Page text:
Friday, September 25, 2009

A Starbucks teahouse

Been looking for a Suzhou-style teahouse upon arrival.

Shouldn't be too difficult. As Suzhou is renowned for its teahouse culture. Have been dreaming about sitting in a traditional teahouse with wooden panel doors carved with beautiful patterns and sunshine pouring into the teahouse through these doors and windows, creating patterns of shadows on the floor; sitting back on those traditional bamboo or wooden chairs...

To my dismay, it is certainly ten times easier to find cafes than teahouses! It was only after a long relentless walk and search that I finally found one--a franchise some more--meaning it is not unique to Suzhou but a product of mass production.

I like the decor of the teahouse though, thoughtfully decorated with duplicates of (Chinese) ornaments and bits and parts of Suzhou old houses. There is a drum stone (usually found at the sides of the front doors of the traditional Chinese old houses), a duplicate of an arch stone bridge (which Suzhou is renowned for), decorative panels of wooden doors (ancient panel doors were usually carved with a lot of motiffs), bronze door knobs (ancient style, those with huge rings to be used to knock against the doors) has a nice ambience. Each sitting area is separated either by a curtain or a screen for privacy. Nice thought.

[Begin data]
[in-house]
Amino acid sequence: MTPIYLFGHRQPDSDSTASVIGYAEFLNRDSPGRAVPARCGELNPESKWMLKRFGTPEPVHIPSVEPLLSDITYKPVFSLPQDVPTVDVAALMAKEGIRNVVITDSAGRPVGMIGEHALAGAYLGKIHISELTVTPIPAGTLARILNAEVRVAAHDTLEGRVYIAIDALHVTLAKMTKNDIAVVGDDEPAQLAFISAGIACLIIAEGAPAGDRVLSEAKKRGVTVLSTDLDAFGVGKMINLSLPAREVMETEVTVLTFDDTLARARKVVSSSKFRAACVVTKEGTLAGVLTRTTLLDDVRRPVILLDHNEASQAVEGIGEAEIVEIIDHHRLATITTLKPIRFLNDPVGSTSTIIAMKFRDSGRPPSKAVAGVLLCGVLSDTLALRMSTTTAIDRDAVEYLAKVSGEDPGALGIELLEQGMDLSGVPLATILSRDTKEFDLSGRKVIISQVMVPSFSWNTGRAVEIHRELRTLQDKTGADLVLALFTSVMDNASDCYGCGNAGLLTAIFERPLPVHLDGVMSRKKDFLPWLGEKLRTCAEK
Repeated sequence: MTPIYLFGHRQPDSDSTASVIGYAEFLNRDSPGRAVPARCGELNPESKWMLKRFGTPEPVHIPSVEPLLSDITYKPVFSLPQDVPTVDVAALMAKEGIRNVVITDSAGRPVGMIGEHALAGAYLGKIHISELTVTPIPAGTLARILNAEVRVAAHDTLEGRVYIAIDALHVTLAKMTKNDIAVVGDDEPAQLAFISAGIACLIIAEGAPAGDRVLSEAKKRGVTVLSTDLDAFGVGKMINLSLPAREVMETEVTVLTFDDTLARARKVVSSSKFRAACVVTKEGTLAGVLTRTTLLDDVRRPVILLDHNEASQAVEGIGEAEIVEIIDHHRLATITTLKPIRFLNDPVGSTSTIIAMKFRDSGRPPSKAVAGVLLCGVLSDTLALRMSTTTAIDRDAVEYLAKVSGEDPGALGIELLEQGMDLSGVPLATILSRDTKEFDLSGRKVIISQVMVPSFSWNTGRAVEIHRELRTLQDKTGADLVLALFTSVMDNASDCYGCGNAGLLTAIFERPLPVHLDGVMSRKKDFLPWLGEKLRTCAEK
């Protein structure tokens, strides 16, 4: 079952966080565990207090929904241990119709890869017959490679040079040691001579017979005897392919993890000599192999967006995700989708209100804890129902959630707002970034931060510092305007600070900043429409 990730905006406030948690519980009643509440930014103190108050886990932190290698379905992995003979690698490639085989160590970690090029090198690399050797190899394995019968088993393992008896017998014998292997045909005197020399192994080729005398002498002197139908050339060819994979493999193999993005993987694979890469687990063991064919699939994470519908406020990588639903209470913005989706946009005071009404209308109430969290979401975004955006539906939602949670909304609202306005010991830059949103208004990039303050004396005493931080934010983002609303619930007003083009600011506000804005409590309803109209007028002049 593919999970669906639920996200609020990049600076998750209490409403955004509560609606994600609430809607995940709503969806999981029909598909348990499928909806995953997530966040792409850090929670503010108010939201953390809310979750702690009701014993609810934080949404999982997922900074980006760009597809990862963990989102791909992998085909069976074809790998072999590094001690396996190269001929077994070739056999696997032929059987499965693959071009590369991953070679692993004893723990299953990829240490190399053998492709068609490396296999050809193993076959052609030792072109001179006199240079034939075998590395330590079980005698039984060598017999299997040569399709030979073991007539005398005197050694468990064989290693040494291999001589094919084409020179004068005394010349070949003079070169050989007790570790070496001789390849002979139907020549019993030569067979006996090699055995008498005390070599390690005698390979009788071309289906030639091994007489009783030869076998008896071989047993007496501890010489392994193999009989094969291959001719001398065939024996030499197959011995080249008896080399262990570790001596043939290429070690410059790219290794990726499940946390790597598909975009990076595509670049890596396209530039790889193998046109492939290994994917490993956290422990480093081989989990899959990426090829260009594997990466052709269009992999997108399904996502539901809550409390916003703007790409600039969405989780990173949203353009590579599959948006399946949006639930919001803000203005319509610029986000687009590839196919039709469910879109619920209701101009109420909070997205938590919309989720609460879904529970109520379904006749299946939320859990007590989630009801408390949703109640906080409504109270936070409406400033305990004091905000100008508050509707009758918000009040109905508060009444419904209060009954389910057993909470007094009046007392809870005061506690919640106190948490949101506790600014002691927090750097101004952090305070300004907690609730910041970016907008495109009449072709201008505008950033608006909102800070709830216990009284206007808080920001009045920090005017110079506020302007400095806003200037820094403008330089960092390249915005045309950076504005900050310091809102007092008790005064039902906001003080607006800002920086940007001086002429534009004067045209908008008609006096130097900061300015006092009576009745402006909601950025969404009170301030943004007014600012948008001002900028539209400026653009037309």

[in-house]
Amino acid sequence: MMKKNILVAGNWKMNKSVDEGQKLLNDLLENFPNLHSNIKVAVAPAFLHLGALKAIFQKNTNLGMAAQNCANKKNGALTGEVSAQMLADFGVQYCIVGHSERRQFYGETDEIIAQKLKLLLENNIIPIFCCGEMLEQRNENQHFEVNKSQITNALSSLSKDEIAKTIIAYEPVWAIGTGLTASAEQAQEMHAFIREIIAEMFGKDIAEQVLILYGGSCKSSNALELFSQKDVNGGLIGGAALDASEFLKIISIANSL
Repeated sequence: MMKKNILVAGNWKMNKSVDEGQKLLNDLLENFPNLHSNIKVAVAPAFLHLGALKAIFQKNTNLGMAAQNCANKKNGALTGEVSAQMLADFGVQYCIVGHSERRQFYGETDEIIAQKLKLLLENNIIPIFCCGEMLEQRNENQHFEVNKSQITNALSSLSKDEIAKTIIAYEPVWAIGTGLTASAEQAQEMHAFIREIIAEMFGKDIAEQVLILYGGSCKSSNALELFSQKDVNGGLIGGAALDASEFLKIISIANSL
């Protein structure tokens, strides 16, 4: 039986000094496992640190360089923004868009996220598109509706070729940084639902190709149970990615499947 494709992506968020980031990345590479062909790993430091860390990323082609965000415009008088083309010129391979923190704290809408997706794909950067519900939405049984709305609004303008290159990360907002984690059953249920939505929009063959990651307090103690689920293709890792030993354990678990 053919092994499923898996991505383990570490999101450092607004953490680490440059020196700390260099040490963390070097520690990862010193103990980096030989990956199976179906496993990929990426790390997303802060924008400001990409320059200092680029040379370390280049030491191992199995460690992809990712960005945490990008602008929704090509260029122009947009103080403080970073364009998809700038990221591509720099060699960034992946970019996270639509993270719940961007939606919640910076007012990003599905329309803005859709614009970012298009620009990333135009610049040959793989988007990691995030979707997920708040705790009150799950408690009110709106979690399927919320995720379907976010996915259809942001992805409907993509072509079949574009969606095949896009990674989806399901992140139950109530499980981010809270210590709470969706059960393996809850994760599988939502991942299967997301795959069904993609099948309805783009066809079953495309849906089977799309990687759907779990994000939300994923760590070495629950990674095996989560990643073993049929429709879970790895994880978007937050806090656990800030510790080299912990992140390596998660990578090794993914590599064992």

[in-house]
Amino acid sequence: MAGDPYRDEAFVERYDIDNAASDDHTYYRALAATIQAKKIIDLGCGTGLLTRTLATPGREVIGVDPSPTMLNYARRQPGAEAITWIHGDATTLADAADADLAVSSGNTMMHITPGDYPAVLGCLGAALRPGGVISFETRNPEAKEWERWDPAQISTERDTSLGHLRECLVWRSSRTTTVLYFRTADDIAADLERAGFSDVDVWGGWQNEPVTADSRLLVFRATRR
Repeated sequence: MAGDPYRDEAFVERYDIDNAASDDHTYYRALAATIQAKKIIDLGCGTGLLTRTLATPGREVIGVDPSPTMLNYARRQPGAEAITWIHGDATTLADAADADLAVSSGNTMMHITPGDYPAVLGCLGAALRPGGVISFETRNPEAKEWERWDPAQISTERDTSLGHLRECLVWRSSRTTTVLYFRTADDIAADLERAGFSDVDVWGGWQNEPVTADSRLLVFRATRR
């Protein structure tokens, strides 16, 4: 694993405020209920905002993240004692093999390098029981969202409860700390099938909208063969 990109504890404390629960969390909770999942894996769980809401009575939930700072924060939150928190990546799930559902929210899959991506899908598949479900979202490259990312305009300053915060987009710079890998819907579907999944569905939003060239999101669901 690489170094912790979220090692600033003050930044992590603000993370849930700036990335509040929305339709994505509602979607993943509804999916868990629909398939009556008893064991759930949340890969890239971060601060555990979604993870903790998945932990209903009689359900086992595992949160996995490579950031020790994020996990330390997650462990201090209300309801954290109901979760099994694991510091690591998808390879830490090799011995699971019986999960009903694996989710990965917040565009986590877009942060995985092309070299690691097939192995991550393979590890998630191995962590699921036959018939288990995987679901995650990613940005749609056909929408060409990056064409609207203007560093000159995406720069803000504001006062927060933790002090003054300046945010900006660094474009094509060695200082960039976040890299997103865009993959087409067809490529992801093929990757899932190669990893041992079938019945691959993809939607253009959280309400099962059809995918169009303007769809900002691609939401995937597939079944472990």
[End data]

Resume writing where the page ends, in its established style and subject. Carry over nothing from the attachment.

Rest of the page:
There is a free flow of hot water for the tea that you ordered and FREE flow of food. There is a kitchen that is always churning out food. You can place order for a dish or the waitress/es will carry trays of food that is freshly prepared from the kitchen and serve them round. It is not a wonder to find the patrons at the teahouse twice the size of a typical Chinese. There was a table next to us who were always sweeping all the food off the trays whenever the waitress/es come around and I caught them having a siesta on their tables when we first came in. There is no restriction of time apparently.

According to its brochure, this teahouse has outlets all over China and prides itself as the representative of the tea culture in China, just like Starbucks for coffee culture. I almost spat out my tea, for two reasons: one, Starbucks is an icon of coffee culture (probably the culture of drinking coffee but definitely not a culture of drinking good coffee); two, a Chinese teahouse equating itself with a Western symbol.

Seriously, I will not be surprised that ten years or so down the road, in China, the Chinese will only be speaking English among themselves and that Mandarin will be redundant among themselves.